So, you’re a new mother, soon-to-be-mother, or someone who is planning ahead, and you’ve heard the stories about postpartum depression, or PPD, and how it can affect women and their families. Of course, PPD is a serious concern for many new mothers and can lead to strained relationships between her and her newborn, but there are ways to manage PPD symptoms.
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Set Realistic Expectations
Motherhood isn’t perfect. It’s not all cuddles, giggles, and rainbows. Expecting everything will be perfect from the get-go can lead to feelings of disappointment and stress when things don’t go as planned. You need to go into this journey with clear and realistic expectations. Forget your old sleep patterns and daily routines ― those are about to be changed.
Another unrealistic expectation that many mothers have is that they will immediately bond with their newborn. While this might be the case for some women, it’s not the case for everyone, and it’s important to remind yourself that building a strong bond with your child takes time.
You may also feel overwhelmed or uncertain about how to handle situations ― and that’s OK. Remember that motherhood is not a one-size-fits-all journey. Each mother’s experience is unique and there’s no manual that guarantees all answers.
Realistic expectations, such as realizing that challenges are a natural part of motherhood, that no one is perfect, and that mistakes can and will happen can provide you with the mental and emotional tools to navigate your new role.
Make Time for Yourself
Losing yourself in the process of becoming a mother is a common experience for many women, but it’s essential to remember that you and your identity matter, too, and nurturing yourself can benefit both your own mental wellbeing and your child’s overall happiness and growth.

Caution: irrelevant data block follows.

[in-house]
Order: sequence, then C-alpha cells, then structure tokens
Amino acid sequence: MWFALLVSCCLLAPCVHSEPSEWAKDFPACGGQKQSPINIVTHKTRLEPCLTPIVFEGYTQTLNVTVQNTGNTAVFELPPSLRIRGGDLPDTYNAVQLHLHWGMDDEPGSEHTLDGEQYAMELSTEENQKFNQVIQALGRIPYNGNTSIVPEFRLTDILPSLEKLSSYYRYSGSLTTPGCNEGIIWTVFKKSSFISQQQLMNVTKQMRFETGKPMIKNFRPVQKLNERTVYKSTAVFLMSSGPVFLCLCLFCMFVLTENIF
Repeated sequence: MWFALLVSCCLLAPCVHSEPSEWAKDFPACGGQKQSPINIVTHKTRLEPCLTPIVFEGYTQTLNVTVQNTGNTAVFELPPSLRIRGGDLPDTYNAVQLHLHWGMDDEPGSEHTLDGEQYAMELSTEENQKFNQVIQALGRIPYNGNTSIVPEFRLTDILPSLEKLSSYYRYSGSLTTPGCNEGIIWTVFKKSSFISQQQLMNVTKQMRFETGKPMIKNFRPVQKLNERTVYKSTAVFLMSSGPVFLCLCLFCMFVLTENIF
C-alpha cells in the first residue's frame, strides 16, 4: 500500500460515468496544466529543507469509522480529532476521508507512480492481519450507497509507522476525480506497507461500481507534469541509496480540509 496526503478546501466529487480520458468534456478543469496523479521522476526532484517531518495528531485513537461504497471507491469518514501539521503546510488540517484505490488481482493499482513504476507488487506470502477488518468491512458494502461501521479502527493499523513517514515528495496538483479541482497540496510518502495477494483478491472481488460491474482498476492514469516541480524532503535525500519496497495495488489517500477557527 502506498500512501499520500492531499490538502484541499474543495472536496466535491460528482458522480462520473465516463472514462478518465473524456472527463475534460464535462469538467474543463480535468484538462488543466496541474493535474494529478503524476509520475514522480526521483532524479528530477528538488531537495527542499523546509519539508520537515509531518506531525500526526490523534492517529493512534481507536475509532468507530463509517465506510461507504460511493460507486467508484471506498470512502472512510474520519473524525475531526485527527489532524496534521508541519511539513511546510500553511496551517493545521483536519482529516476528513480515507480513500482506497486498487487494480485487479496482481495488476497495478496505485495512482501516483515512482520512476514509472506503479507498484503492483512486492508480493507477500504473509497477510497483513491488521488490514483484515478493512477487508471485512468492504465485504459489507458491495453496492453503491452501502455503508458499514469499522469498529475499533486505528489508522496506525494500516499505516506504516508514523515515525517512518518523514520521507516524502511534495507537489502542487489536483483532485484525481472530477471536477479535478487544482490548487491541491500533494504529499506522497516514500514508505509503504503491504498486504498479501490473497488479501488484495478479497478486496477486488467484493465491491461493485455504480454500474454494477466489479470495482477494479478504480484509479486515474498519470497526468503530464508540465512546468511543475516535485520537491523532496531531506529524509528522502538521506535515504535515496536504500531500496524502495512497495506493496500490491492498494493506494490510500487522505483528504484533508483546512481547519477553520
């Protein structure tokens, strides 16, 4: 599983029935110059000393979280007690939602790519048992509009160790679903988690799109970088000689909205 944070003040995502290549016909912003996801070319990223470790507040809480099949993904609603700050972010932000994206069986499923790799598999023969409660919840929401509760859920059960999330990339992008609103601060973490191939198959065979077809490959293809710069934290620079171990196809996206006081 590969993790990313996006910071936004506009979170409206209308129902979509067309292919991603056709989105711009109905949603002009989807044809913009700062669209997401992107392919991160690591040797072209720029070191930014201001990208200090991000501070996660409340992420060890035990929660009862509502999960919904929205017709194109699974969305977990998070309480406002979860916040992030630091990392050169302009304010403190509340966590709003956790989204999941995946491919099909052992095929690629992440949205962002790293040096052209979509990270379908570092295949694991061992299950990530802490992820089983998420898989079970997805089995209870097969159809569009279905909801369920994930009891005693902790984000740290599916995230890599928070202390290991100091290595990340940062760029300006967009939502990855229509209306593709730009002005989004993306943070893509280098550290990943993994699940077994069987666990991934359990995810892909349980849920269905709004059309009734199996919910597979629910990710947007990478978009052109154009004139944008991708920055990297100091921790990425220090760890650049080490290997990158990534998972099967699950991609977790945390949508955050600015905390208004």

Set aside some time for yourself every week, or, if possible, every day. Engage in a hobby or favorite activity, connect with friends, read a book, or spend some moments in peace and quiet. Taking this time for yourself will help you recharge and maintain your individuality, while also allowing you to be more present for your child as you spend time with them.
Get Some Fresh Air
After giving birth, it’s easy to stay cooped up indoors during your recovery process, but the same environment day in and day out can become boring and may make you feel stressed.
Take a little time for yourself to recharge, and when you’re ready, step outside and bask in some fresh air and sunshine. Whether it’s lounging on your porch, tackling errands, or just a quick grocery store run, these simple outings can offer a breath of fresh air and change of pace, which will help you relax and improve your mood.
Plus, if you follow basic safety precautions, you can take your newborn with you.
Practice Self Care
As a mom, it’s easy to find yourself knee-deep in dirty diapers, baby vomit, and endless feeding sessions. These moments demand your attention and can happen at a moment’s notice. When all is said and done, it might seem like there’s hardly a moment left for you in between taking care of your precious little one. The continuous cycle of baby care can sometimes make you question your own worth and leave you feeling less confident about yourself.